“I don’t know what happened after that,” Kimberly says. “My mind just didn’t process it. I remember crying and that’s about it.”
Kimberly was a mom of three and nine months pregnant at the time of her diagnoses in 2014. While playing with her children one day, she was accidentally hit in the chest. She shrugged off the pain at first, but then worried when it wouldn’t go away.
“I was feeling the area and found a lump,” she says. “I didn’t think too much of it. I thought it was just related to pregnancy and hormones. I had an OB appointment coming up, so I figured I’d just ask her. Everything kind of snowballed after that.”
After finding out the lump was indeed cancer, things happened quickly for Kimberly. She gave birth to a healthy baby boy three days after getting the call, and then treatments began two weeks after that at Intermountain Dixie Regional Medical Center. Kimberly’s life was then filled with chemotherapy, radiation and various surgeries — including a double mastectomy and hysterectomy.
“I had my biggest surgery in January 2017,” she says. “It’s called the DIEP flap. You spend a week in the hospital, and then it probably took about four months to recover. They basically cut you open from hip to hip and dissect your stomach — tissue, skin, fat, and muscles — and use this to do breast reconstruction. The surgery was a little over 10 hours. It’s a big surgery. Now I am doing fantastic, I had a surgery in July and hopefully my last one in December.”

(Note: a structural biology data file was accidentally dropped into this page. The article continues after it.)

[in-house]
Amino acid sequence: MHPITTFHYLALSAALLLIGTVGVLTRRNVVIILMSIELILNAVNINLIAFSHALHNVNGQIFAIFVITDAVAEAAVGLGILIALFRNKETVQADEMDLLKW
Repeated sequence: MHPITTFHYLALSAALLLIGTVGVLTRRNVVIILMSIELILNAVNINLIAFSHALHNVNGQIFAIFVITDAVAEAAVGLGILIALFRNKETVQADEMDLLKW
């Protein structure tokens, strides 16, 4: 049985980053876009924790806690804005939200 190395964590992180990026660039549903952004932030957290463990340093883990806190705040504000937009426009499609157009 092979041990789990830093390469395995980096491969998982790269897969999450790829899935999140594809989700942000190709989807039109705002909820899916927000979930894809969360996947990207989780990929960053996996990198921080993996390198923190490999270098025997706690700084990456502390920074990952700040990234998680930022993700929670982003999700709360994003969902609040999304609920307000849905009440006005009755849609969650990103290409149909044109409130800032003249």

Fighting cancer and raising a young family is not an easy task, but Kimberly found strength through her caregivers, loved ones — especially her husband and mother — and the friends she met in a local breast cancer support group.
“One of the best support systems for me was Jilynne Hafen, the social worker at Dixie Regional,” she says. “I have cried in her office more times than I can count. She’s got me through some really hard times. The support group is also invaluable to me. We’re always trying to find other women who are going through the same thing. We don’t want anyone to feel alone or confused.”
When her treatments began, Kimberly received several care packages from loved ones full of treats, blankets, water bottles and other useful items. She said it’s the little things that mean the most, like even a quick text from a friend. “I love getting an occasional text, email or phone call that just says, ‘Hey, we’re thinking about you and hope you’re doing OK,’” Kimberly says. “That really gives me a push and motivation. It keeps me going.”
Kimberly is getting better and better every day, and she doesn’t let breast cancer define her. She enjoys spending time with her family in the great outdoors, and looks forward to skiing — both water and snow — again when she fully heals. “I’m excited to get back into skiing,” she says. “I’ve had to take a two-year hiatus. Maybe next year I can return to all the activities I love.”
For information on breast cancer services at Dixie Regional, visit http://bit.ly/2xeSmGI.